Does this make sense to you, too?

josephmills
April 19th, 2012, 03:12 PM
dpkg-query -l|grep linux-im*
that should match all kernels

need broken down more
like

dpkg-query -l |grep linux-im*|awk '{print $2}'
or a while loop ?

CharlesA
April 19th, 2012, 04:29 PM
I've been thinking about posting a bug report or wishlist item about kernel management. The installer should really prune very old kernels. I can see leaving the (N-1)st and maybe even the (N-2)nd, but the ones older than that make little sense. The installer should also remove the associated stanzas for these kernels from grub.cfg, too. (This should happen automatically, I think, once the kernel images are deleted and grub-config runs.)

Go for it.


I used to allocate only 256MB to /boot which should be more than ample, but I've doubled that figure on more recent installations to protect against overrunning the partition. This problem particularly arises if you're running a development release. I had half-a-dozen 3.2.0-x kernel images in /boot when I checked just now.

Does this make sense to you, too?

I have everything on one partition so, it doesn't dramatically affect me, but I can see your point. :)



dpkg-query -l|grep linux-im*
that should match all kernels

need broken down more
like

dpkg-query -l |grep linux-im*|awk '{print $2}'
or a while loop ?

You can pipe it to dpkg or use xargs. See the command I posted earlier, or here (http://charlesa.net/scripts/linux/purgekernel.php). ;)

volkswagner
April 19th, 2012, 05:09 PM
Perhaps you can take a different approach.

If you upgrade kernel using:

sudo aptitude safe-upgrade
Aptitude will automatically remove old kernels.

Then you could create a script to backup images & such to a separate partition plus a cleanup script for the backup location.

If this works for you, it may be safer than going directly at your /boot directory.

CharlesA
April 19th, 2012, 05:11 PM
Hrm, I thought safe-upgrade didn't upgrade kernels? They might be removed because they are marked as obsolete in the newer versions of Ubuntu.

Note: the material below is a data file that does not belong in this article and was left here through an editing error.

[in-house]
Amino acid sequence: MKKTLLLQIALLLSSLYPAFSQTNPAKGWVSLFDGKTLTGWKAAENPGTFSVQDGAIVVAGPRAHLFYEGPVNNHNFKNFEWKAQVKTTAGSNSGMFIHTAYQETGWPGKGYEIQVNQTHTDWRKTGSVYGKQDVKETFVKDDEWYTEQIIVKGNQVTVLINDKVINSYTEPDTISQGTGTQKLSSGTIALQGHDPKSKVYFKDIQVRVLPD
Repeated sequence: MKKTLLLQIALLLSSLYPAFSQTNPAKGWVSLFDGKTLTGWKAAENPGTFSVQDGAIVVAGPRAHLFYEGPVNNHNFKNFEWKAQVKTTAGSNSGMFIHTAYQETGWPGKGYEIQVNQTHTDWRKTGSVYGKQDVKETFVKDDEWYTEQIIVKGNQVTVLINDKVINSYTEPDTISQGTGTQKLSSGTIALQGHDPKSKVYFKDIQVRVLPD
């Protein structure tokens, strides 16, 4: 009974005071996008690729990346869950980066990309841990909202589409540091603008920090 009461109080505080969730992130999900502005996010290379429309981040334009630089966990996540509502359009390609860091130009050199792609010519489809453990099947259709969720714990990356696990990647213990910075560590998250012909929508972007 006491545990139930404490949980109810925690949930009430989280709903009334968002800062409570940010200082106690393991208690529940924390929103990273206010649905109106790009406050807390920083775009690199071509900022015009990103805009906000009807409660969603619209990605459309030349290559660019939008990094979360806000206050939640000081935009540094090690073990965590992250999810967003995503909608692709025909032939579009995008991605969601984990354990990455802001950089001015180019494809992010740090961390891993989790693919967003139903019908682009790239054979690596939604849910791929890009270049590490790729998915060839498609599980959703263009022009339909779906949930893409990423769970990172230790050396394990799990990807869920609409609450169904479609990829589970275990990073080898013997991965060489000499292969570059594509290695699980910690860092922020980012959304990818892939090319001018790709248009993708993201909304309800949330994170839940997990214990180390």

EDIT: I guess you are right:

http://askubuntu.com/questions/221/how-to-force-installing-kernel-updates-when-using-apt-get-upgrade

;)

Viruk
April 19th, 2012, 05:18 PM
Thanks for your replies, I'm juggling some other problems at the minute so will look at this more again in the morning. Here's what I've found so far - although I started writing this response before the last couple of suggestions...

I've been doing some testing...

the test system is up to date with everything installed by apt-get update && apt-get upgrade (at the point I took the snapshot)
the output at this point is:

The following packages have been kept back:
landscape-common linux-generic-pae linux-headers-generic-pae
linux-image-generic-pae
0 upgraded, 0 newly installed, 0 to remove and 4 not upgraded.
uname -r gives
2.6.32-39-generic-pae

I'm not sure why this is, as other servers have updated to 2.6.32-40 using only apt-get update and apt-get upgrade

if I run:

apt-get purge $(dpkg -l 'linux-*' | sed '/^ii/!d;/'"$(uname -r | sed "s/\(.*\)-\([^0-9]\+\)/\1/")"'/d;s/^[^ ]* [^ ]* \([^ ]*\).*/\1/;/[0-9]/!d' | head -n -1) --assume-yes
first thing it does is install headers for 2.6.32-40


The following NEW packages will be installed
linux-headers-2.6.32-40 linux-headers-2.6.32-40-generic-pae
The following packages will be upgraded:
linux-headers-generic-pae
1 upgraded, 2 newly installed, 38 to remove and 3 not upgraded.
Need to get 10.7MB of archives.
After this operation, 2,218MB disk space will be freed.

it then runs through the loop removing headers for old versions, the final few lines of output are: